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April 26, 1991 - Image 28

Resource type:
Text
Publication:
The Detroit Jewish News, 1991-04-26

Disclaimer: Computer generated plain text may have errors. Read more about this.

Numerous maps showing
"the Holy Land" have ap-
peared since the inception of
cartography, the science of
map-making.
Four maps of Eretz Yisrael
survive from classical times.
Of these, only the Madaba
map is in original form. A
mosaic taken from a church
in Madaba, Jordan, the map
also shows Egypt, the Sinai
and southern Syria.
Throughout the Middle
Ages, Eretz Yisrael was the
chief subject of map makers.
World maps, created by
monks, were based on the
Bible and often included
"Paradise" as a real,
physical location. Created to
serve as guidelines for the
Crusaders, the maps showed
Eretz Yisrael as larger than
life.
More reliable were the por-
tolano (coastline) maps, used
by navigators- throughout
the Middle Ages. Here, Eretz
Yisrael is shown to size,
often with intricate detail
including churches and
monasteries.
With increased knowledge

7. Britain's Mandate for Palestine.

8. The British Mandate, with
administrative changes, 1921.

9. The 1947 U.N. partition plan. The
dark areas would be home to the
Jewish state, the white areas would
be the Arab state. Jerusalem, in the
center, would be international.

28

FRIDAY, APRIL 26, 1991

about world geography,
Eretz Yisrael began appear-
ing less frequently as the
center of all maps. But maps
of the area remained the
most popular and were often
historical in nature. Unlike
most other regions, Eretz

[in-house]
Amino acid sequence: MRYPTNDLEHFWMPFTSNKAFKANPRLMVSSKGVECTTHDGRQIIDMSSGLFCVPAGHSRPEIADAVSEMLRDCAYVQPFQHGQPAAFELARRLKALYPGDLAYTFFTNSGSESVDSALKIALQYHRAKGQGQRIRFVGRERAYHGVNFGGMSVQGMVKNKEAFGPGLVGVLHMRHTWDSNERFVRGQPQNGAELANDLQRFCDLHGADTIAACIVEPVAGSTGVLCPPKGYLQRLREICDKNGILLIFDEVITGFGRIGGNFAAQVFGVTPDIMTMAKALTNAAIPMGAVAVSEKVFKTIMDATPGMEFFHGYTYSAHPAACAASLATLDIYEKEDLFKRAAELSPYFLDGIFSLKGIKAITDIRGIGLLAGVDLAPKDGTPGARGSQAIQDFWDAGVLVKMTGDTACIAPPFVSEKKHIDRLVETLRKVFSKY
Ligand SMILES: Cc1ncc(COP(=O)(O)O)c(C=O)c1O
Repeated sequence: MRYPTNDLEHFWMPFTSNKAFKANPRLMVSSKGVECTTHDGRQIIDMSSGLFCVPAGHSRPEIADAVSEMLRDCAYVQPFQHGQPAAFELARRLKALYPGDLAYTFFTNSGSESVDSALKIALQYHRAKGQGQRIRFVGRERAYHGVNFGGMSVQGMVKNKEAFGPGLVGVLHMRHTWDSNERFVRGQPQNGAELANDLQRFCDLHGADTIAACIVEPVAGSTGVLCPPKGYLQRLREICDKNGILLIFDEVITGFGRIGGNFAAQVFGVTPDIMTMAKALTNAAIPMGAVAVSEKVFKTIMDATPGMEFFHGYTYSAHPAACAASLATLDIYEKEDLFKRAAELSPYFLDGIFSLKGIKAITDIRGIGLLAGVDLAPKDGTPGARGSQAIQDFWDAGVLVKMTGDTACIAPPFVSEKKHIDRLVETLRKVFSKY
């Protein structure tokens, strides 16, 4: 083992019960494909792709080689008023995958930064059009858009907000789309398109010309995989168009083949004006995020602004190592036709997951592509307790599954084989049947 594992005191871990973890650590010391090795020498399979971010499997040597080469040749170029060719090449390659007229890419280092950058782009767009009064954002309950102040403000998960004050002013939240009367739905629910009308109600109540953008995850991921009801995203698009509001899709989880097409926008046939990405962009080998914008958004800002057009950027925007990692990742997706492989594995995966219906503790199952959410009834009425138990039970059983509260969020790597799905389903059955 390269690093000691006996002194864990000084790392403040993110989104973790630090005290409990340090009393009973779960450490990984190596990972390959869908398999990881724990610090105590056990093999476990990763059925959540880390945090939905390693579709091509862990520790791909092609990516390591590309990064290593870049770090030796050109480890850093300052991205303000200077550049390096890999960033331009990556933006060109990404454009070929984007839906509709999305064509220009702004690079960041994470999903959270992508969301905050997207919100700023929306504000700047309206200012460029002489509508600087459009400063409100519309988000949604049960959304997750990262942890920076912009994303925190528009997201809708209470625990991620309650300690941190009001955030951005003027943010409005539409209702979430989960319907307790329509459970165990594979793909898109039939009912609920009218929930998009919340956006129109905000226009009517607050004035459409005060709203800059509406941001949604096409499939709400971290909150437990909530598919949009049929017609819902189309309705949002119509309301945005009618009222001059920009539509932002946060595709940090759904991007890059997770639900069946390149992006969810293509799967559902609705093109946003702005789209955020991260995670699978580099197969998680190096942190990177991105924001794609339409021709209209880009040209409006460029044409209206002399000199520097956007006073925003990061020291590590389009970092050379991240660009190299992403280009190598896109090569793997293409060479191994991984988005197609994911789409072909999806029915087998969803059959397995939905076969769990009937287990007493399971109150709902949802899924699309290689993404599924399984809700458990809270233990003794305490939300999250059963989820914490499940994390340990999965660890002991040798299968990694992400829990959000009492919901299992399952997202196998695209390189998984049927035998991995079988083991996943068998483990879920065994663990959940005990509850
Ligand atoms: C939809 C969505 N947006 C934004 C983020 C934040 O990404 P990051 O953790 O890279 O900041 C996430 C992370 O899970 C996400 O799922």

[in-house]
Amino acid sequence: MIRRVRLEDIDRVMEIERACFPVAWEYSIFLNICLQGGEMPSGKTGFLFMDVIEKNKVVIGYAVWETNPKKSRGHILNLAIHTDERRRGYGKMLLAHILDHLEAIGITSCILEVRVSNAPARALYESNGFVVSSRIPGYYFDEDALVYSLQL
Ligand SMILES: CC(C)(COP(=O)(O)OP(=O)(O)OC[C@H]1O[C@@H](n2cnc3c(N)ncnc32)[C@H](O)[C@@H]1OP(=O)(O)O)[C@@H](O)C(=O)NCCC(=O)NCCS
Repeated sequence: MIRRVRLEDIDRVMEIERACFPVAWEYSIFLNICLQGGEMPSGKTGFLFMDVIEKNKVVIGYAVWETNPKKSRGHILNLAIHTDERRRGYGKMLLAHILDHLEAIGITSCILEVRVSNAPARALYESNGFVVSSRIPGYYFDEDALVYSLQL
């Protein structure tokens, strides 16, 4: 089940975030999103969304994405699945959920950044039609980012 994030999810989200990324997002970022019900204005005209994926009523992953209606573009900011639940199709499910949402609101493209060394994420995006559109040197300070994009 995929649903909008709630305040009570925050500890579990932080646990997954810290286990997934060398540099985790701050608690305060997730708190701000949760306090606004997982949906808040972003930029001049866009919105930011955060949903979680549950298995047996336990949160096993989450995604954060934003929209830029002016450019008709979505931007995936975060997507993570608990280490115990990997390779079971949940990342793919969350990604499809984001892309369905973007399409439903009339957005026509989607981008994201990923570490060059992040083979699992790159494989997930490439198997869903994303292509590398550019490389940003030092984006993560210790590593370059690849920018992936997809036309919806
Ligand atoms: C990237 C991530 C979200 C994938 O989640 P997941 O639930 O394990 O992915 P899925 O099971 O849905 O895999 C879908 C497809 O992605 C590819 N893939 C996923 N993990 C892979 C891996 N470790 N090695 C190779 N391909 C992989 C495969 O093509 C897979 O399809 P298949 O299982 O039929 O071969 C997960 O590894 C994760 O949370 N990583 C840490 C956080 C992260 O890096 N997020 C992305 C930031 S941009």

Yisrael continued to be por-
trayed complete with
biblical sites.
In the 18th and 19th cen-
turies, explorers poured into
Eretz Yisrael. Consequently,
maps began to reflect the
area's topography and
geographic characteristics.
Among the maps from this
period is one focusing on the
Dead Sea and Jordan River,
produced by an American
naval expedition.
Late in the 19th century,
Britain's Palestine Explora-
tion Fund created a complete
survey of Eretz Yisrael with
an exact outline of the area.

It was followed by surveys
focusing on Jerusalem and a
map making journey led by
Lord Kitchener.

A

rab maps from the
Middle Ages were
often the most com-
plete and accurate, showing
Eretz Yisrael with no
particular prominence.
Today, it would appear
most Arab states think
Israel does not exist.
Israel is shown on official
maps from Egypt, the only
Arab nation with which
Israel has a peace treaty.
That treaty was achieved in
1979 after Israel returned
the Sinai Desert, captured
from Egypt in 1967.
But Israel is conspicuously
absent on maps from Syria.
(See map 5)
Syria has yet to recognize
Israel's right to exist and
demands its withdrawal
from all territory won in
wars.

Its most frequent point of
contention is the 500-square-
mile Golan Heights. Syrian
officials call the area "the
occupied Syria Arab Golan."
Israel also appears to be
missing from Jordanian
maps. A spokesman for the
Jordanian embassy said the
- country has no official maps,
but travel maps and bro-
chures from the Hashemite
kingdom do not show Israel
as a state.
A 1962 Jordanian tourist
map includes Israeli ter-
ritory, but makes no men-
tion of the state. Jerusalem
is shown to be Jordanian
territory. Similarly, a 1981
travel book of Jordan,
written by Christine
Osborne and published in
Great Britain, does not show
Israel and includes the West
Bank and Jerusalem as part
of Jordan on its map. The
book features a chapter on
"East Jerusalem and the
West Bank" and an in-
troduction by Jordan's
Queen Noor, who assures
readers that "Jordanians
are probably the kindest and

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